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Competition between or within schools? Re-assessing school choice

  • Nick Adnett
  • Peter Davies

Market-based reforms of state schooling systems have been justified by the benefits anticipated from encouraging greater inter-school competition in local schooling markets. Promoting increased school choice and competition by comparison were seen as a means of stimulating greater allocative, productive and dynamic efficiency in the schooling system. However in England, school effectiveness research suggests that once adjustment is made for pupil characteristics, variations in pupil attainment levels between secondary schools are small and unstable over time. Some evidence suggests that differences in pupil attainment by subject within schools are larger, indicating the potential to raise attainment levels by increasing choice within schools. In this paper we seek to extend the school choice debate by examining the rationale for increasing competition within secondary schools.

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Article provided by Taylor & Francis Journals in its journal Education Economics.

Volume (Year): 13 (2005)
Issue (Month): 1 ()
Pages: 109-121

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Handle: RePEc:taf:edecon:v:13:y:2005:i:1:p:109-121
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  1. Nick Adnett & Spiros Bougheas & Peter Davies, . "Market-Based Reforms of Public Schooling: Some Unpleasant Dynamics," Working Papers 994, Staffordshire University, Business School.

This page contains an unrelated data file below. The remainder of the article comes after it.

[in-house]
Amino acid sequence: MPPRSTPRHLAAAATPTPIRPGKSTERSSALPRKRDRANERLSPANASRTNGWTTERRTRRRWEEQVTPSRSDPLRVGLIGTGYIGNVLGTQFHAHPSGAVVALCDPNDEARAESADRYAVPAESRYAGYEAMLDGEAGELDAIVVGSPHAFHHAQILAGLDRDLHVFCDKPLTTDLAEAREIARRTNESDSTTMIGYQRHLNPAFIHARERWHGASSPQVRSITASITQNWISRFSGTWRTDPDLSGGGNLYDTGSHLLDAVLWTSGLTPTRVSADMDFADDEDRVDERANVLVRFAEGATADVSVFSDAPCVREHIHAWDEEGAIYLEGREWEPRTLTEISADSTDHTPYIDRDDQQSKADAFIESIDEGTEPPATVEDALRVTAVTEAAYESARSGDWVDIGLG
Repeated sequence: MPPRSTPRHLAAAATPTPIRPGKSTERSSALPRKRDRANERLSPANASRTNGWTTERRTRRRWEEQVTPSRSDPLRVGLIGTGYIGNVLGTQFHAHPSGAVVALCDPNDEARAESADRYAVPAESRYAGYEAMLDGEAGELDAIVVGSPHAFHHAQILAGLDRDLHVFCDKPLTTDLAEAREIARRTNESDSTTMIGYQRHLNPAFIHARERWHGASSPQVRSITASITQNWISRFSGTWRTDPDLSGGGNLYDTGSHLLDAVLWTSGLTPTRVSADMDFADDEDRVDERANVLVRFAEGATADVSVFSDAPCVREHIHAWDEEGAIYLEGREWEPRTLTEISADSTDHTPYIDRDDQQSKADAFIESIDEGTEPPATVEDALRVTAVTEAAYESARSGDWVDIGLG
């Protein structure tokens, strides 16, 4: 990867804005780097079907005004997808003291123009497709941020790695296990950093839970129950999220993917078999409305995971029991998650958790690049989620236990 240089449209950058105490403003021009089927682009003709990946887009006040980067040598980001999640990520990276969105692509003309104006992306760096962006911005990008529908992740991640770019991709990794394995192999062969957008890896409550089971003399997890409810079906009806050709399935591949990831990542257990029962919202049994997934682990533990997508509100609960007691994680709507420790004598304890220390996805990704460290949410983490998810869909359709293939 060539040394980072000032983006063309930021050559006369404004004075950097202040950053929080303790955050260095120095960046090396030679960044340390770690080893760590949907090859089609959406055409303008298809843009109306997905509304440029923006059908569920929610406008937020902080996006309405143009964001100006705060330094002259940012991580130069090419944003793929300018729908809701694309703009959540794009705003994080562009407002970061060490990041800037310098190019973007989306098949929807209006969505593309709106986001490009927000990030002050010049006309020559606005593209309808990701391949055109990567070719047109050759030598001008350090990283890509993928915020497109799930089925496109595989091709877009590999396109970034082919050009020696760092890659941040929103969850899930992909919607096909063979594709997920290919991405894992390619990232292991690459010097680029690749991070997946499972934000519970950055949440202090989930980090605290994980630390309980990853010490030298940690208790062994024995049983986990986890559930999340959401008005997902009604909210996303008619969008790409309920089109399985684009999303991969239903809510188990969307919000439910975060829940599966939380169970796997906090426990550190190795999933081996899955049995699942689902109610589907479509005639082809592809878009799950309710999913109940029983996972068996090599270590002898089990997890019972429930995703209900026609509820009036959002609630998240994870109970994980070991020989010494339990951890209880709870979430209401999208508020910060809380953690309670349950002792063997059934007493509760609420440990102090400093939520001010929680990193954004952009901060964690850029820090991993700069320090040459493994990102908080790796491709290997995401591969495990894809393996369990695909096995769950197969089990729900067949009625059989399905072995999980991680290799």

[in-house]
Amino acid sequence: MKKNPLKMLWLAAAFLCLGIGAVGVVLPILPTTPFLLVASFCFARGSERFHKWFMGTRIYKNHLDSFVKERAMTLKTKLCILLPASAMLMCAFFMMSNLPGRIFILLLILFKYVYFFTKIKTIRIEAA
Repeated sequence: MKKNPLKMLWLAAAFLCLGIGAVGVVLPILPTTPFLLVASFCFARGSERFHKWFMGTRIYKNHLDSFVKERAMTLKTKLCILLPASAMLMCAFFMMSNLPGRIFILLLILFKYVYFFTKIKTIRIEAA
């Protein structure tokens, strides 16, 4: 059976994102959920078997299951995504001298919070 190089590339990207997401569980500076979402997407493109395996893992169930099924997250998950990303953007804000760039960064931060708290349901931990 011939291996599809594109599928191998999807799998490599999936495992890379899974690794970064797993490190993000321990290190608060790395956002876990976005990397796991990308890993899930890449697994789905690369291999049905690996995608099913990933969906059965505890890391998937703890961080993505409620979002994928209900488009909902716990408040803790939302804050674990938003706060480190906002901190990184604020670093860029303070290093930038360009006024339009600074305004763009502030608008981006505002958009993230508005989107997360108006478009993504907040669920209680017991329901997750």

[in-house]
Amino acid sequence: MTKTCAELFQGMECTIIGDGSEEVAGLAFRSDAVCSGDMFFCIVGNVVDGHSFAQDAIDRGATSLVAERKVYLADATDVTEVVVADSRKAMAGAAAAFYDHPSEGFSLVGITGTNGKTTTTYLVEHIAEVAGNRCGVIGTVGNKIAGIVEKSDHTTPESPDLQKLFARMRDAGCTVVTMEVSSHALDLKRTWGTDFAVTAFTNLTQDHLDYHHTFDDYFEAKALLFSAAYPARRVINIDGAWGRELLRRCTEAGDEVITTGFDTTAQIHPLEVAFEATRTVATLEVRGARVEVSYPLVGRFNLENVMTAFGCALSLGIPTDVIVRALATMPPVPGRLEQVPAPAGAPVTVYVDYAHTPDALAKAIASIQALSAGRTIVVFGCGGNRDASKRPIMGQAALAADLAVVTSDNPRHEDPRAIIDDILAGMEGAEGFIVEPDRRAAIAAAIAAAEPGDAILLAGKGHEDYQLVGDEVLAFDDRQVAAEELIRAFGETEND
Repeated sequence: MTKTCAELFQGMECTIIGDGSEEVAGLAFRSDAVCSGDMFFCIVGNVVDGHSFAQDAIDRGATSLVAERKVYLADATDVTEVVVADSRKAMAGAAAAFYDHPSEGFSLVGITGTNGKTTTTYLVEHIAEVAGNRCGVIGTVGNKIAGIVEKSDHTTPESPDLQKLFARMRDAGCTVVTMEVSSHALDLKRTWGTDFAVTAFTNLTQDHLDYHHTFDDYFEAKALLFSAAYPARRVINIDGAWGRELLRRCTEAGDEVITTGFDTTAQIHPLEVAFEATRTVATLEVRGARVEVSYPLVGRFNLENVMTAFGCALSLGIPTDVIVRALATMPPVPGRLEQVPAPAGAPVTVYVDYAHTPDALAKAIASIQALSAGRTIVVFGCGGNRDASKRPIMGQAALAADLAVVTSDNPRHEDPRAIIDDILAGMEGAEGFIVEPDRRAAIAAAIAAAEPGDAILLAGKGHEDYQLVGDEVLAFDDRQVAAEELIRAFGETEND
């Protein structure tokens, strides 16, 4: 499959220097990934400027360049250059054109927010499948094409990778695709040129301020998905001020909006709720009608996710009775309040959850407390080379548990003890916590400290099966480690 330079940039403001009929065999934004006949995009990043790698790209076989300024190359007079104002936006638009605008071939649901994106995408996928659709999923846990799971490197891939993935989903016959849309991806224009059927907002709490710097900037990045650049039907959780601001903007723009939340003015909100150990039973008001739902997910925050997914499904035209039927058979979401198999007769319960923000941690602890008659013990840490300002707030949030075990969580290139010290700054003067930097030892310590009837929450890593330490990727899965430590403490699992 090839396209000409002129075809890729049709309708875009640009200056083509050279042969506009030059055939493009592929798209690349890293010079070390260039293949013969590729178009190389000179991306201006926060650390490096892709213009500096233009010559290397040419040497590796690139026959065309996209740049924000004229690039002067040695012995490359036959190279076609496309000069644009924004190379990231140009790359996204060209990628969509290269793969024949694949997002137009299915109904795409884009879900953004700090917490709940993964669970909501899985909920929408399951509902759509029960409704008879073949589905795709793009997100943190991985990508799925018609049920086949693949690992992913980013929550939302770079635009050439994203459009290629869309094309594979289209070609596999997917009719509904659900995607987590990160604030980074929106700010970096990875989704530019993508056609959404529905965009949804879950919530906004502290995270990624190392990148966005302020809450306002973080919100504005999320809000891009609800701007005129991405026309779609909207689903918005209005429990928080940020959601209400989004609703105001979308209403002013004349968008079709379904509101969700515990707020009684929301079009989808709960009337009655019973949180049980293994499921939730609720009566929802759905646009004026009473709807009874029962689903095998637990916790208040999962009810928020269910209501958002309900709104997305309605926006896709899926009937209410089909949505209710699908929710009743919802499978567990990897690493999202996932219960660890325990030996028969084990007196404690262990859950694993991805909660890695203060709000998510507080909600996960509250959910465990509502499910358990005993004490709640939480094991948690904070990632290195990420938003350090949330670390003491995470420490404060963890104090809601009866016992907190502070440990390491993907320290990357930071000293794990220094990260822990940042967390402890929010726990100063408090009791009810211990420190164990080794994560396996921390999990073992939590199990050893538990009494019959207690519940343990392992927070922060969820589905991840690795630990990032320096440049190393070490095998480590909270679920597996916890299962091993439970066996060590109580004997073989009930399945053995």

2. Edward P. Lazear, 2001. "Educational Production," The Quarterly Journal of Economics, MIT Press, vol. 116(3), pages 777-803, August.
  3. Gundlach, Erich & Wößmann, Ludger, 2001. "Better schools for Europe," Open Access Publications from Kiel Institute for the World Economy 2639, Kiel Institute for the World Economy (IfW).
  4. Bradley, Steve & Taylor, Jim, 2002. "The Effect of the Quasi-market on the Efficiency-Equity Trade-Off in the Secondary School Sector," Bulletin of Economic Research, Wiley Blackwell, vol. 54(3), pages 295-314, July.
  5. Landers, Renee M & Rebitzer, James B & Taylor, Lowell J, 1996. "Rat Race Redux: Adverse Selection in the Determination of Work Hours in Law Firms," American Economic Review, American Economic Association, vol. 86(3), pages 329-48, June.
  6. Eric A. Hanushek & John F. Kain & Steven G. Rivkin, 2001. "Disruption versus Tiebout Improvement: The Costs and Benefits of Switching Schools," NBER Working Papers 8479, National Bureau of Economic Research, Inc.
  7. Philippe Aghion & Peter Howitt, 2002. "Wage Inequality and the New Economy," Oxford Review of Economic Policy, Oxford University Press, vol. 18(3), pages 306-323.
  8. Gradstein, Mark & Justman, Moshe, 2000. "Human capital, social capital, and public schooling," European Economic Review, Elsevier, vol. 44(4-6), pages 879-890, May.
  9. Nick Adnett, 2003. "Commentary. Reforming teachers' pay: incentive payments, collegiate ethos and UK policy," Cambridge Journal of Economics, Oxford University Press, vol. 27(1), pages 145-157, January.
  10. Sherwin Rosen, 2002. "Markets and Diversity," American Economic Review, American Economic Association, vol. 92(1), pages 1-15, March.
  11. Levine, Phillip B & Zimmerman, David J, 1995. "The Benefit of Additional High-School Math and Science Classes for Young Men and Women," Journal of Business & Economic Statistics, American Statistical Association, vol. 13(2), pages 137-49, April.
  12. John Conlisk, 1996. "Why Bounded Rationality?," Journal of Economic Literature, American Economic Association, vol. 34(2), pages 669-700, June.
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